Strategy Formulation Internal & external analysis Vision Functional strategies: marketing, finance, engineering, staff & information systems Strategy Implementation • Disciplined, iterative process of driving towards vision, by finding or making and maintaining a defensible space or trajectory in a given business environment. Policies: process, quality systems, capacity,& inventory Consistent decisions Results What is Strategy? • • • • • • • • Plan Process Position Pattern Perspective Procedure Play Ploy • Strategic Management • Strategic Position • Strategic Navigation • Strategic Tactics

Strategy Checklist • Value proposition • Vision • Position or direction – Structure or resource base • Revenue & business model • Timeline or guidelines • Fit 2 8/29/2012 Value Proposition • Specific, concrete offer of benefits – Price, quality, convenience, choice, cost-savings, reliability, etc Vision • Stable core – Mission: Central audience + core product/service – Ideology: Values, principles, culture • To precisely defined customers – Who recognize that the offer solves a problem for the – EG: Our clients grow their business, large or small, typically by a minimum of 30-50% over the previous year.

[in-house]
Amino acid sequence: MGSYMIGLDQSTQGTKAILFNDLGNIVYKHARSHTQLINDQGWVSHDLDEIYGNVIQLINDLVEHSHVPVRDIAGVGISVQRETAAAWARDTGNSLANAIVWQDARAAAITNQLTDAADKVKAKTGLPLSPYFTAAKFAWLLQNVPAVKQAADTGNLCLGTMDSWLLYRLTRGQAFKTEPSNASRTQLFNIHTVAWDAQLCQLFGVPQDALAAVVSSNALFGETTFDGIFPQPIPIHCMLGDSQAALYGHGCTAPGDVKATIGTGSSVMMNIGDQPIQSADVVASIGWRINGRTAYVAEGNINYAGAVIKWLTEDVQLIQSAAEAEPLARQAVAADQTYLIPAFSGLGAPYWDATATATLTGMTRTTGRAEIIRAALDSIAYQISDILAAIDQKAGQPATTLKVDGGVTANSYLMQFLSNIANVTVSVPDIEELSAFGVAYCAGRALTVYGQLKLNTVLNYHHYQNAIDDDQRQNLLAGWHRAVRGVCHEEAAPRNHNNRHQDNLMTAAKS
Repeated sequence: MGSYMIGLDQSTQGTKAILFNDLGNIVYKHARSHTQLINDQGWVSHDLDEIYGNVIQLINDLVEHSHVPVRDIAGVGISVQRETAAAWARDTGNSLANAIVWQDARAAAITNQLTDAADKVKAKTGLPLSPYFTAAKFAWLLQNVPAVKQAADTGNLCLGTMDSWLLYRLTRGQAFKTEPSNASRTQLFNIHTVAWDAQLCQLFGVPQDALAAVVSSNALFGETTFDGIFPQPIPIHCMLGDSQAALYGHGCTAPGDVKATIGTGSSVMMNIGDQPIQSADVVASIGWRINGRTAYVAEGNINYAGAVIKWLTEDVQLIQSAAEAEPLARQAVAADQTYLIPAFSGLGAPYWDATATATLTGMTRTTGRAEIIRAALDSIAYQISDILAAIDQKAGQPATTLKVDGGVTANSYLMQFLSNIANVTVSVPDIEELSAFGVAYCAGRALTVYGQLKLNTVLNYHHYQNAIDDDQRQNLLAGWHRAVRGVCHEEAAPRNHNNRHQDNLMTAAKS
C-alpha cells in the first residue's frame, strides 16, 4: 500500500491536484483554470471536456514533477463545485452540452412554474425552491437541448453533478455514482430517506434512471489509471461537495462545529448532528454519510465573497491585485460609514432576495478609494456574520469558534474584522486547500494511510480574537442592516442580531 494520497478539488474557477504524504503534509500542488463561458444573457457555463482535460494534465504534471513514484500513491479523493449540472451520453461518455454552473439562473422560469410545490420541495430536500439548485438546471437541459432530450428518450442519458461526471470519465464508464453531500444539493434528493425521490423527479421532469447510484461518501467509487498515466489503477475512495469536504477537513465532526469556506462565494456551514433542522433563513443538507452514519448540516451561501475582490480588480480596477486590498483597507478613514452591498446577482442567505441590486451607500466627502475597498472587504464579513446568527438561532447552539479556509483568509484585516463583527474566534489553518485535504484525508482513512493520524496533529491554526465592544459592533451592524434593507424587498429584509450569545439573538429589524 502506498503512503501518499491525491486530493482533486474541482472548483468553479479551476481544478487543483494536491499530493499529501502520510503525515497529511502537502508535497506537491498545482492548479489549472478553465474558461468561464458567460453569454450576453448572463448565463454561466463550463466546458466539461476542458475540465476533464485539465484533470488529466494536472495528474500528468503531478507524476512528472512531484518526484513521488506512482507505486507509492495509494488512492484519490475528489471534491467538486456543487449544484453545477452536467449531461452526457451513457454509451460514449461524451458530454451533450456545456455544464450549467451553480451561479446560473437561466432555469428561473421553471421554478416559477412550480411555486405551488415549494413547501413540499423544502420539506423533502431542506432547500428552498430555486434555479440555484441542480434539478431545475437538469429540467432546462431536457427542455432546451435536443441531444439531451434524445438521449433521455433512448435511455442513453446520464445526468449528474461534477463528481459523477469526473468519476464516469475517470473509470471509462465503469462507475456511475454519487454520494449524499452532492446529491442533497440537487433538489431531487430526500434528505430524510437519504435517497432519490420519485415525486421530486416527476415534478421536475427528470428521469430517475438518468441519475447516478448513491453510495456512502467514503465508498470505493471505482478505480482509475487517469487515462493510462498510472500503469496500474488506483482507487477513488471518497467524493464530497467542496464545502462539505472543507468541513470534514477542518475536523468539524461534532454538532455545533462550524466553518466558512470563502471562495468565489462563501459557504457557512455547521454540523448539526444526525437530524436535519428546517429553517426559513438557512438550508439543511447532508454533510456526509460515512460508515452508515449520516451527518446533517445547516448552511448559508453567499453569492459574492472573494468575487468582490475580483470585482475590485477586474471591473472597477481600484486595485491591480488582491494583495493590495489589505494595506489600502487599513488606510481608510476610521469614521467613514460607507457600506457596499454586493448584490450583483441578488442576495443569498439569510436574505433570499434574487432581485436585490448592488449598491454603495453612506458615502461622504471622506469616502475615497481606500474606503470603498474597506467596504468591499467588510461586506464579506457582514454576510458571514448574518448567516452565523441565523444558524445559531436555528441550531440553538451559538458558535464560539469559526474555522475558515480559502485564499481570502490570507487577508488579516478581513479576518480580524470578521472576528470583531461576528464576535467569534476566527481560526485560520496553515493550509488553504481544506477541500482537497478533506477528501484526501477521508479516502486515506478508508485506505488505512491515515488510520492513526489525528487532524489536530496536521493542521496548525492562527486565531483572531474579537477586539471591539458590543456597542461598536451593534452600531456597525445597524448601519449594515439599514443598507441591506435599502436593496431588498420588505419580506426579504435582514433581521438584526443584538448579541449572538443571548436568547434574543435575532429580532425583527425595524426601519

They accomplish this without working 80 hour weeks and sacrificing their personal lives. • Focused ambition – Concrete picture of successful impact – Serious, scary stretch goals – Disciplined experimentation Vision Exercise • Stable core – Mission: – Ideology: – – – Position or Navigation? • Position Strategies Unique, valuable, defensible position in a market or industry Supported by a tightly integrated value chain / activity system Good for relatively stable industries/markets Vision-driven nurturing and leveraging of core resources Supported by tight culture and explicit learning Good for dynamic industries/markets Focused ambition – What success will look like – in the marketplace: – One audacious goal: • Navigation Strategies – – – Strategic Positions Require Niches External Opportunities & Threats Niche Internal Strengths & Weaknesses • A niche includes the market the firm is uniquely qualified to serve Strategic Situation External Factors Social, political, regulatory, technological & community Industry Attractiveness, dynamics, & competition Unmet customer needs & desires Strategic Situation